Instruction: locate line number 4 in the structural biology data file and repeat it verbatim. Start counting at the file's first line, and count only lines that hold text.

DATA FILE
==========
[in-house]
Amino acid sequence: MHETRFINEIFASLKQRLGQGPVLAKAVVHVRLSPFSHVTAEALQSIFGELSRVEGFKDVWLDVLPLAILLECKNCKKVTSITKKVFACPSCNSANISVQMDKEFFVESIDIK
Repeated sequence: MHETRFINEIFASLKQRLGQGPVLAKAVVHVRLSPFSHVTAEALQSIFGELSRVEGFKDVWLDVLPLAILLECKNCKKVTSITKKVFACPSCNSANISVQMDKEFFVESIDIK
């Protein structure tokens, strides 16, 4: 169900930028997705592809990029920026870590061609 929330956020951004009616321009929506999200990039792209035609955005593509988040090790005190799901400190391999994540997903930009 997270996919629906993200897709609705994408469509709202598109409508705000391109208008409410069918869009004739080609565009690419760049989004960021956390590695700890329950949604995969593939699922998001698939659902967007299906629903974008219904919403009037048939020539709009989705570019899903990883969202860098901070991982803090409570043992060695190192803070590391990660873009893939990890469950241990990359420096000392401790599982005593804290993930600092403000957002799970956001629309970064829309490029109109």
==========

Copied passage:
């Protein structure tokens, strides 16, 4: 169900930028997705592809990029920026870590061609 929330956020951004009616321009929506999200990039792209035609955005593509988040090790005190799901400190391999994540997903930009 997270996919629906993200897709609705994408469509709202598109409508705000391109208008409410069918869009004739080609565009690419760049989004960021956390590695700890329950949604995969593939699922998001698939659902967007299906629903974008219904919403009037048939020539709009989705570019899903990883969202860098901070991982803090409570043992060695190192803070590391990660873009893939990890469950241990990359420096000392401790599982005593804290993930600092403000957002799970956001629309970064829309490029109109």